Very few people self-identify as upper middle class or wealthy — even if, by the numbers, their income or net worth puts them in that category. Only 1% of Americans consider themselves upper class, according to a 2015 Pew survey, and just 6% of those earning $100,000 or more say they fit this category.
According to most economists' definitions, this group is much larger. One of the ways the Brookings Institution defines "middle class" is those in the 20th to 80th percentiles of household income, meaning 20% of American households count as upper class.
And within that 20%, there are significant distinctions between the rich, the super rich, and the wealthy.
But it is not just income or even net worth that makes someone "wealthy," experts say. That's especially true when it comes to differentiations between the upper-middle class, the rich, and the truly wealthy, says Susan Bradley, a certified financial planner and the founder of Sudden Money Institute.
"Wealth to me is a much bigger, deeper experience," she says. "And a lot of people with money don't have wealth."
Here's what it means to be wealthy in the U.S., according to a CFP, a political scientist, and a social psychologist.
Whether or not you qualify as, or feel, rich can depend on where you live, Bradley says. "'Rich' is having a lot more than everybody else around you," she says. In a small city, that can mean you're earning $100,000 per year. However, in a metropolis with a higher cost of living, achieving that status could mean you have to make $1 million per year.
Being wealthy means your money has bought you an "emotional sense of safety," she says, and your general well-being is secure: "The feeling that, 'No matter what, we're going to be OK. No matter what, we'll figure it out. We have the resources.'"
If you're rich, this sense of security might waffle depending on how much you're earning that year or what the housing market is like. Being rich means more of your mental energy is focused on earning money, she says. A rich person will earn more than a middle-class person. However, they won't possess enough assets to make their income irrelevant.
For the wealthy, though, making money is only one part of what determines their quality of life.
Wealthy people are more likely to have the mindset that hard work pays off and that their wealth is a result of their effort, says Benjamin Newman, an associate professor of public policy and political science at University of California, Riverside.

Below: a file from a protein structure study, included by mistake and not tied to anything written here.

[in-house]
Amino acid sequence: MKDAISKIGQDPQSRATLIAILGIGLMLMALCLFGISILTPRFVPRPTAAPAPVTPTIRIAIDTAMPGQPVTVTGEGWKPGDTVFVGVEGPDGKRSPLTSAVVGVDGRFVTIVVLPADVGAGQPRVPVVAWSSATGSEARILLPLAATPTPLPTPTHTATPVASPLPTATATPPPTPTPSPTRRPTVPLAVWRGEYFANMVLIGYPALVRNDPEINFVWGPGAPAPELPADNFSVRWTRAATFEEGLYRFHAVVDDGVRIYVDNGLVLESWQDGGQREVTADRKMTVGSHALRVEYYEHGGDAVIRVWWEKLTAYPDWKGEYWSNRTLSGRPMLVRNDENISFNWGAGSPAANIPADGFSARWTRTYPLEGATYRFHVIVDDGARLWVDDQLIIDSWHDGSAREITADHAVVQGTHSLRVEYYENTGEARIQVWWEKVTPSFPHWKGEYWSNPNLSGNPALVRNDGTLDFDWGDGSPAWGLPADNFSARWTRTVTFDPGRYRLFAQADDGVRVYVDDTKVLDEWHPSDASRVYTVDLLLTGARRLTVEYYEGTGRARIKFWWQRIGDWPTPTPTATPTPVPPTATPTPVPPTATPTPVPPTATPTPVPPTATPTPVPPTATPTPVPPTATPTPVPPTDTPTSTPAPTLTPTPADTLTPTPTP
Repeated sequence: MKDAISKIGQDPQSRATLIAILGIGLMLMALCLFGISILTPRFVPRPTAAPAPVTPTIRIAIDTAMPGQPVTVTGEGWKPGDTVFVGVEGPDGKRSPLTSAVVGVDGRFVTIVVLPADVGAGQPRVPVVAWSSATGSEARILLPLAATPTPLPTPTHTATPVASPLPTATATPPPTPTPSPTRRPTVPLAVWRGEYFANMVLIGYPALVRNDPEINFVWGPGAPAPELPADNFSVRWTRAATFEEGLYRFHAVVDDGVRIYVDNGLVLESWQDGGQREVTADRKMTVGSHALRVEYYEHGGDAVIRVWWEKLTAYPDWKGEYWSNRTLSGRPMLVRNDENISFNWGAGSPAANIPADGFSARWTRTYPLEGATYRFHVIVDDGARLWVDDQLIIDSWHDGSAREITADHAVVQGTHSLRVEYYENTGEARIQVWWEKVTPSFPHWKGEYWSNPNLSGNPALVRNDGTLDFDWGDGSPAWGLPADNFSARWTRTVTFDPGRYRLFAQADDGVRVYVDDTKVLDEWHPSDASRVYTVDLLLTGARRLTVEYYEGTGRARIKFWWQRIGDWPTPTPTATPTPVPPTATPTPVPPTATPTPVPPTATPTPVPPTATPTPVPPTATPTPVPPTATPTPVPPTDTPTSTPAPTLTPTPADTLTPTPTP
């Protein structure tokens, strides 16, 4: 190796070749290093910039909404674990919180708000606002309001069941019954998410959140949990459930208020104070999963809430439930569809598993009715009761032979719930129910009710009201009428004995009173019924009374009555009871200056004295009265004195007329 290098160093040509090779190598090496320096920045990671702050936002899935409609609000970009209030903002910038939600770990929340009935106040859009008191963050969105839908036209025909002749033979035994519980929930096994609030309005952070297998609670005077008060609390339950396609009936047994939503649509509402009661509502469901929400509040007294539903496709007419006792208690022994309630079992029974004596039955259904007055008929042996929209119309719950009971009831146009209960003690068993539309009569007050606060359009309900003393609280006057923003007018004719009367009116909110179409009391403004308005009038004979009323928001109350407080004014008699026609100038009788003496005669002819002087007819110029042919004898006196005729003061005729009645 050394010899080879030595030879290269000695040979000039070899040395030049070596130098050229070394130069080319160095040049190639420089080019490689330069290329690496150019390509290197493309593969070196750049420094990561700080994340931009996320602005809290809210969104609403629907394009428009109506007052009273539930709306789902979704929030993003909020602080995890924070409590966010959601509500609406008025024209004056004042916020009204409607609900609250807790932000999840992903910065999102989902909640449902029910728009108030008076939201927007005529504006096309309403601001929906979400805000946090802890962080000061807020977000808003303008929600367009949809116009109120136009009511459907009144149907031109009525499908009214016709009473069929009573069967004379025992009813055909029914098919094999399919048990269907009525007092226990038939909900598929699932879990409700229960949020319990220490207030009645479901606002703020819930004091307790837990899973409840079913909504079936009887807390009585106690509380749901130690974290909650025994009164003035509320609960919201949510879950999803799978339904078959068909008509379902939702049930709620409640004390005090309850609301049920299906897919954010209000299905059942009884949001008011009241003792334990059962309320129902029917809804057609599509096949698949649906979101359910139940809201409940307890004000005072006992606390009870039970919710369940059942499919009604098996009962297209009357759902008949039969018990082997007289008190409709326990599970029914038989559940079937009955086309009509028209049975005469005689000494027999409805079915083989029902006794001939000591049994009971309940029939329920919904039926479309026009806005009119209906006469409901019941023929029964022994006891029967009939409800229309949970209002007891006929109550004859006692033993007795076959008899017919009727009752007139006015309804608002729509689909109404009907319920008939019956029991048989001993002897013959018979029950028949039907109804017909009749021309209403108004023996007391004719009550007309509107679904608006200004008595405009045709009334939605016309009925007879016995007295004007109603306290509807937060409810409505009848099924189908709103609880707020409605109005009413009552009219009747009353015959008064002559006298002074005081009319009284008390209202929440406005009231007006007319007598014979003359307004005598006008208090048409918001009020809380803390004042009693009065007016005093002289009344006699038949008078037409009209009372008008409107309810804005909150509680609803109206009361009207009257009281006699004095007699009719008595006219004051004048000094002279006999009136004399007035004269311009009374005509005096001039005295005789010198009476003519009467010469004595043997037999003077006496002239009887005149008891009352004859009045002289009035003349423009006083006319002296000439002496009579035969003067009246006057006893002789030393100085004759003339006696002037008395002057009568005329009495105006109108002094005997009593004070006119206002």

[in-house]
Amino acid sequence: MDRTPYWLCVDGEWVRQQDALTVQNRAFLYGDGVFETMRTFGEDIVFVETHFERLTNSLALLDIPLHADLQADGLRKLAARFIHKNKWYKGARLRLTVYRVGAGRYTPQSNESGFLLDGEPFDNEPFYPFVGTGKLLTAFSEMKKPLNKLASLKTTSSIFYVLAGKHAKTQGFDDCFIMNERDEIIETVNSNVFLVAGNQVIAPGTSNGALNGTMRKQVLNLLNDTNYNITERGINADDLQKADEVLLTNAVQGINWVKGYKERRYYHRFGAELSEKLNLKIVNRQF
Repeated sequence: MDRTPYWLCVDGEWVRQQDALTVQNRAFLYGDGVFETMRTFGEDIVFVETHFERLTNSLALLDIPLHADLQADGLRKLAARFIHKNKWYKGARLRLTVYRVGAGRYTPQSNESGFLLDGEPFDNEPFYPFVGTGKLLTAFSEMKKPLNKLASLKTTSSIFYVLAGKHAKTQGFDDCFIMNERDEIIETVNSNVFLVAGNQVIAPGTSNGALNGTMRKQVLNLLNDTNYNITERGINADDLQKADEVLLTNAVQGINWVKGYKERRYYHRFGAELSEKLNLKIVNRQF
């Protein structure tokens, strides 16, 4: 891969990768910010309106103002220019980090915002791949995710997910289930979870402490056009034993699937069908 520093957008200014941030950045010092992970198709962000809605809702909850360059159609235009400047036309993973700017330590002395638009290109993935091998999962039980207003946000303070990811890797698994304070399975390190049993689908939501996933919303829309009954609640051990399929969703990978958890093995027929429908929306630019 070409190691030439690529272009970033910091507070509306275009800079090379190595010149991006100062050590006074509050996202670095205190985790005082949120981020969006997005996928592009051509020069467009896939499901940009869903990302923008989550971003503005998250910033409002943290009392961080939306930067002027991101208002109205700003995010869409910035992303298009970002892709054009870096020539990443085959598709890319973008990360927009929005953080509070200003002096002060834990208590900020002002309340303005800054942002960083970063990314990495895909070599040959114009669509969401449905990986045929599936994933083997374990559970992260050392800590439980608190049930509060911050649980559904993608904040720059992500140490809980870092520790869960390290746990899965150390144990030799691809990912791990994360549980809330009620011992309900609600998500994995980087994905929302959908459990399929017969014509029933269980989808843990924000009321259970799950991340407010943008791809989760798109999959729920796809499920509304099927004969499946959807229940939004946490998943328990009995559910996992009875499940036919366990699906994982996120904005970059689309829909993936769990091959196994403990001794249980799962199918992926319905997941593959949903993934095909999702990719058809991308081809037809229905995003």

"The wealthy are more likely to rationalize their wealth in a way that embraces the American Dream," he says. "It helps assuage guilt."
This is especially true of wealthy people who exist alongside people who have a lot less than they do, according to Newman's research. In a county with extreme income inequality, low-income Americans are less likely to believe in a meritocracy and high-income Americans are more likely to believe in it.
"It's uncomfortable to see affluence side by side with poverty," Newman says. Therefore, the wealthy justify their class status by saying that any one person could attain it, too, if that person worked hard enough.
Oftentimes, wealthy people are able to keep their worldview because they are more able to design the environment around them, says social psychologist Michael Kraus, an associate professor of organizational behavior at the Yale School of Management, who specializes in the study of inequality.
As Kraus tells it, a wealthy person might think, "I don't have to be in a situation where I see people suffering. I can separate myself from people by going on vacation or traveling into space."
This is called "solipsism," he explains. "The only mind that exists is my own mind," he says. "You can create a world around yourself where the only things that matter are you, and it's easier to do when you're wealthy. And you're rewarded for it when you're wealthy because people are excited about what you're doing."
The separation can cause a lack of empathy, according to Kraus' research. For example, he says, tech titans like Mark Zuckerberg or Jeff Bezos can demonstrate a "profound lack of empathy" because both are able to isolate themselves from anyone who is negatively affected by their products.
"To amass that level of wealth, you have to have some disconnect from the conditions other human beings are facing," Kraus says.
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